“Road Walker, I don’t want to form a conclusion too early as that stops the discovery process. What I will say is if a person is given specific daily walking goals, they may walk less because of avoidance behavior. They may avoid the stress of a not meeting a daily goal by doing something else.”

“Coach, I’ll add something from my own experience. Often I act to avoid pain in the present even though it may cause more pain in the future! It’s irrational, but it’s a common character trait. The ‘Student Paper’ syndrome is an example. Students avoid working for weeks and then do all the work the night before.”

Burning Desire

“Coach, I’ve thought back on my walking progress. I made slow progress for the first 1,800 miles. In fact, I made zero progress in terms of steps a day. I did make physical progress in the sense the mileage base eliminated fatigue and minor injuries. It was only when I wanted to that I suddenly increased my steps by over 50% a day.”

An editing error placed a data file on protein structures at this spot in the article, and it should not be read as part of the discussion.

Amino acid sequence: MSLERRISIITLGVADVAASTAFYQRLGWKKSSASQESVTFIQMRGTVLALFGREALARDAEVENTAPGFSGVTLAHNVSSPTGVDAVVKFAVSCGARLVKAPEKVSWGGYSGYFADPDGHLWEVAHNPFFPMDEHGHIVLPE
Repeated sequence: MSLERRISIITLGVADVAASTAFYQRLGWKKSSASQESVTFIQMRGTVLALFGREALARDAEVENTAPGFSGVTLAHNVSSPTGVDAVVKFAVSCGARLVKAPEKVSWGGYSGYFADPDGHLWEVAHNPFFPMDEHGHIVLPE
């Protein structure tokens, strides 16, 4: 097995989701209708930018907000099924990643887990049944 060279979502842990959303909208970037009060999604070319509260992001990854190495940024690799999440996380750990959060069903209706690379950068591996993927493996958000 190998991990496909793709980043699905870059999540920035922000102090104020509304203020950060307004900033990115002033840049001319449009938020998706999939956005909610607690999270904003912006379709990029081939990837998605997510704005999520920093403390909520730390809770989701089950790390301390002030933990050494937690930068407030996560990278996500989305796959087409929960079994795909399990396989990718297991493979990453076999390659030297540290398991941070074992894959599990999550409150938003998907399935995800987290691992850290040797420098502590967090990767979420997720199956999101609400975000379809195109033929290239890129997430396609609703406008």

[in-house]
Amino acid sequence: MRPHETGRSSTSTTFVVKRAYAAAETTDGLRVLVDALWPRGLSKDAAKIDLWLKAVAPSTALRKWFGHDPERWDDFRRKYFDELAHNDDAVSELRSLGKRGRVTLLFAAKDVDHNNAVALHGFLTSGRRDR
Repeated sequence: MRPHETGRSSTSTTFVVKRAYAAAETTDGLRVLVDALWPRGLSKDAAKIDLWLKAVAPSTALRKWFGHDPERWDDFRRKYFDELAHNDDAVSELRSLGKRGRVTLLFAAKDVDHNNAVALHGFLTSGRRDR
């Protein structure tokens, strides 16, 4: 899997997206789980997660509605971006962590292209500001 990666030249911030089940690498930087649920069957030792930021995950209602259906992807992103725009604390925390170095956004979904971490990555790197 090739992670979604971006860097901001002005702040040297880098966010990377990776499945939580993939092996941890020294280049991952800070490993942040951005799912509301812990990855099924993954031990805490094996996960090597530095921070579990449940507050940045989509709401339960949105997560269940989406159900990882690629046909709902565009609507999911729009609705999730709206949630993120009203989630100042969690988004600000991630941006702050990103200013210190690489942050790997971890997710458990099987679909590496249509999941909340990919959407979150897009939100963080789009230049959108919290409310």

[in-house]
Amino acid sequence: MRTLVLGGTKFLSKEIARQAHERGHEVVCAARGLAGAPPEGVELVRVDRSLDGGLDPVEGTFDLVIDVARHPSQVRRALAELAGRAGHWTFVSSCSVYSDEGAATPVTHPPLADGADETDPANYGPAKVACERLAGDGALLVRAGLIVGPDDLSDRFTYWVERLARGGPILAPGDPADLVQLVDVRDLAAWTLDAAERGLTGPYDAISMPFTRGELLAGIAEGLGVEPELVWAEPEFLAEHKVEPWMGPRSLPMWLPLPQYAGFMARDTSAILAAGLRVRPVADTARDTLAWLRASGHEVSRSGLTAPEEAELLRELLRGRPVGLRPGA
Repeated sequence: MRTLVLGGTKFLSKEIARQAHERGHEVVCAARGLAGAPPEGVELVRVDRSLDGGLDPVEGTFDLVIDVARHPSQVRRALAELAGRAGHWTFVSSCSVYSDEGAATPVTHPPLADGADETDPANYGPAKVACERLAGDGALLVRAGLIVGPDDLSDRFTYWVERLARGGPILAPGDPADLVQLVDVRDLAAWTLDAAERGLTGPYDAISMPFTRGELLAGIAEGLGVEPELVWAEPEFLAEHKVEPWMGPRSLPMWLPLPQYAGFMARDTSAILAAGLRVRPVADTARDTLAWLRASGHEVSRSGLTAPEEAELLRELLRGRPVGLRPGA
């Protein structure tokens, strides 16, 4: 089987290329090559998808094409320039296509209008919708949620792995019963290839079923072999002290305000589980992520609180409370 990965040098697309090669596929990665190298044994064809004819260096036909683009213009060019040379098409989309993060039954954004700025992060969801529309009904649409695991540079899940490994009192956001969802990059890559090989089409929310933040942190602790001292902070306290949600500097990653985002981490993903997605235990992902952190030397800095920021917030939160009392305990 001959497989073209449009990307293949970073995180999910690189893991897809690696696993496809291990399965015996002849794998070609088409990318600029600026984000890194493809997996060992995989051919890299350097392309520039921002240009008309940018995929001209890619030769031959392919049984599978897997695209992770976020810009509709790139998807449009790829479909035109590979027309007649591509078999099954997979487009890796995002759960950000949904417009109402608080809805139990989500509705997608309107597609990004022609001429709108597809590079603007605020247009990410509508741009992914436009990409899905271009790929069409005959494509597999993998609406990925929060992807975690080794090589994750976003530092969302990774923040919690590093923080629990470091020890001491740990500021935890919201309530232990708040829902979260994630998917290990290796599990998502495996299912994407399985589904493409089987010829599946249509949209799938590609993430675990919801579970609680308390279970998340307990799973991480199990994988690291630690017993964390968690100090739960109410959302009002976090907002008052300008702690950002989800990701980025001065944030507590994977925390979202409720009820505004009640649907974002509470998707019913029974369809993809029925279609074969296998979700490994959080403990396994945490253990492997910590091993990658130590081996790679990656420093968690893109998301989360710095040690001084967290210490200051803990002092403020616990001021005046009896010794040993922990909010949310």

“Road Walking, in the book, ‘Positive Mental Attitude: The Science of Success’ by Napoleon Hill, he says ‘A burning desire behind your specific goal is essential, and you are not going to have a burning desire unless you have a motive that literally sets you on fire.’ Forty-three readers highlighted this passage, so it must be important. Napoleon Hill continues with ten motivating factors for people.”

“Coach, I think is reasonable to say goal-setting is destructive unless a person has a burning desire to set a goal and progress towards that goal. Let’s discuss how to ignite a burning desire.”


1. Discuss the concepts in this post internally with yourself. Share your ideas in the comments if you like. Opposing viewpoints are welcome.

1 comment:

  1. Yes, Facebook is great avoidance behaviour! You'll be amazed at how many people justify their time there as work! ;). As for goal setting, sometimes we measure the wrong thing. If I measured only my Facebook activity I might feel that I've wasted my time however, if I measure both time spent there and traffic to my websites, I might have a set of data that justifies time spent there... or not :D